Pubdate: Thu, 20 Dec 2012
Source: Vancouver Sun (CN BC)
Copyright: 2012 The Vancouver Sun
Author: Ian Mulgrew


The federal government has ignited a great debate with its recently
announced plans to overhaul the 13-year-old medical marijuana program
because it is far too popular.

The numbers and the burgeoning size of the legal pot market are so
staggering Ottawa is trying to slow it down and at the same time
eliminate home growing.

If registration continues apace, Health Canada estimates that by 2014,
more than 50,000 people will be authorized to legally possess pot for
their ills.

Without the proposed changes, that number was projected to skyrocket
to a whopping 433,688 in 10 years and the cost of running the program
to balloon over the same period from $20.63 million to $120 million in

No one expected this in 1999 when the federal government established
the program to meet the constitutionally valid demands for legal
access to pot from those dying or struggling with severely
debilitating ailments.

Ottawa expected a few hundred participants at most - only 477 were
enrolled by 2002. But thousands have signed up since and there are
roughly 25,000 today.

"While the absolute number of legal users is still expected to
increase over time," Health Canada said in announcing its new model
Friday, "this increase was projected to be approximately 30 per cent
less over the 10-year period under the proposed (program) compared to
the status quo scenario ... to approximately 308,755 users by the end of
the 10th year of implementation."

The department added that the new model would generate about $150
million a year in benefits from reduced administrative costs, end the
subsidy on government-produced marijuana, mean fewer fire and security
risks and higher prices for producers.

Ottawa, which collected $1,686,600 from dried marijuana and seed sales
in the 2011-2012 fiscal year, heavily subsidizes medical pot by
covering the shipping costs and charging only $5 a gram - less than it
costs to grow and distribute the drug.

But patients will take the hit if these changes occur.

It will cost them an additional $166 million a year as the price of
legal pot increases to more than $8 a gram.

(The street value of the drug is pegged at between $10 and $15 a

Since Friday's announcement, the proposals have been under attack by
those already in the program and their advocates.

"I think that with some 65 per cent of current participants growing
their own, and a clear projection that this system will increase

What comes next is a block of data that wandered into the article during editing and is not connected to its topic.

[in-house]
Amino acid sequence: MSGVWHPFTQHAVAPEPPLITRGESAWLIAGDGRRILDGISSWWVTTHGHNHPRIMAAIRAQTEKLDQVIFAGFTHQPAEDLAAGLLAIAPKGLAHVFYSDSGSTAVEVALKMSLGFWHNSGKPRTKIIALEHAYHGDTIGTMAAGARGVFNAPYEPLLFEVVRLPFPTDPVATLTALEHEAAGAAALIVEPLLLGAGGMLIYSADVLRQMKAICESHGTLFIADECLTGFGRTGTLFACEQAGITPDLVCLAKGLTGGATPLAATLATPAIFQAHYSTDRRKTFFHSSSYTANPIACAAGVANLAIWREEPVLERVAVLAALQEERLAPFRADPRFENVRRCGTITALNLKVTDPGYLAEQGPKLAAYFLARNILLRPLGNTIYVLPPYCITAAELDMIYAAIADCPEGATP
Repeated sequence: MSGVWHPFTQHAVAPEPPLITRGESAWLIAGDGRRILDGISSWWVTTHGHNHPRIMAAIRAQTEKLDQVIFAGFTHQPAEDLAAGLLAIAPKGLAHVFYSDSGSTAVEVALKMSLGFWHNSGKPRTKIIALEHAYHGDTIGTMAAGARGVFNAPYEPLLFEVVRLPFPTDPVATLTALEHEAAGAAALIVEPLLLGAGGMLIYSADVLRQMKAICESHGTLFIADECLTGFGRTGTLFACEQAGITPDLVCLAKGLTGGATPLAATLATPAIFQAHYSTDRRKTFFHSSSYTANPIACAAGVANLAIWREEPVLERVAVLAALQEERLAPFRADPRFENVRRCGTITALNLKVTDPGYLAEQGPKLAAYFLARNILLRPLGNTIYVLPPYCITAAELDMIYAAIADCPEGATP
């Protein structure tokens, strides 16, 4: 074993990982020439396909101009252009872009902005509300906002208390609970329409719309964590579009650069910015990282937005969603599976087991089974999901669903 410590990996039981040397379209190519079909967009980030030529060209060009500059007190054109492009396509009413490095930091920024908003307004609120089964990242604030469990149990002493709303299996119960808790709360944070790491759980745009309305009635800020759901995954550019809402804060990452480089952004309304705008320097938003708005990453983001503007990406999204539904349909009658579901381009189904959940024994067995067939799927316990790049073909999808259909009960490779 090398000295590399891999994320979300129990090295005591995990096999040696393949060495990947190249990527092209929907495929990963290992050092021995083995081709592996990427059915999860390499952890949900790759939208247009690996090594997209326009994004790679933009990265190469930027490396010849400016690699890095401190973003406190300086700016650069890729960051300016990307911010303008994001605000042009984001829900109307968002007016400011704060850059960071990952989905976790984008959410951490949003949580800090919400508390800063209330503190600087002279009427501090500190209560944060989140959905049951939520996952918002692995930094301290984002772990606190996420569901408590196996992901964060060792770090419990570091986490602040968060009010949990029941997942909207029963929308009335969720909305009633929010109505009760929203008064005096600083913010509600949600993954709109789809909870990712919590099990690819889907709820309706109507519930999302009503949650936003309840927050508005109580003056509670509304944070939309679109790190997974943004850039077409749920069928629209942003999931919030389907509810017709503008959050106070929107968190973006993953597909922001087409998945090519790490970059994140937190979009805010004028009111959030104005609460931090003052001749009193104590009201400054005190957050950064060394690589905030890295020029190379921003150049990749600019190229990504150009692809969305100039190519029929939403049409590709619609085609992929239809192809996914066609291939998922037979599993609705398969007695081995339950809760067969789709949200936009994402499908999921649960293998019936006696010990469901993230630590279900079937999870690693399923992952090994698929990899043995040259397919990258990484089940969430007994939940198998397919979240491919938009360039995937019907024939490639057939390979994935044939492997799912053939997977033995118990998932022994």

patient costs considerably, Health Canada is making a huge error not
allowing continued personal production," said Vancouver Island lawyer
Kirk Tousaw.

Another activist, Philippe Lucas, co-founder of Canadians for Safe
Access, added: "Patients are the primary stakeholders and their rights
and needs can't be ignored."

The presently illegal compassion clubs and dispensaries, on which many
patients rely, are equally angry at being shut out of the regulatory
scheme and left in an uncomfortable limbo that puts them at the mercy
of police good will and judicial reluctance to convict their operators.

There is already talk of legal action to prevent the March 31, 2014
implementation of the proposals.

In spite of the clamour, though, I would be surprised if the
government is receptive to modifying its plans.

Ottawa insists the current system is open to abuse, supplies the black
market and has permitted thousands of marijuana growing operations in
residential neighbourhoods, increasing fire risks and other dangers.

"We have heard real concerns from law enforcement, fire officials, and
municipalities about how people are hiding behind these rules to
conduct illegal activity, and putting health and safety of Canadians
at risk," Health Minister Leona Aglukkaq said at the Vancouver news
conference unveiling the proposals.

Vancouver police Chief Jim Chu applauded the measures on behalf of his
colleagues across the country.

Municipalities and fire departments are also glad the Conservative
administration is addressing the uncontrolled growing operations.

The new model allows possession of dried marijuana only for those with
the support of an authorized health care practitioner; growing is
restricted to licensed producers while the sale and distribution will
be carried out by specific regulated parties. There would be no more
home growing.

Licensed producers would be forced to meet standards for security;
good production practices; packaging, labelling and shipping; record
keeping and reporting; and distribution. They would also be subject to

The government is listening to feedback until the end of February: 
It's already getting an earful.
- ---
MAP posted-by: Jo-D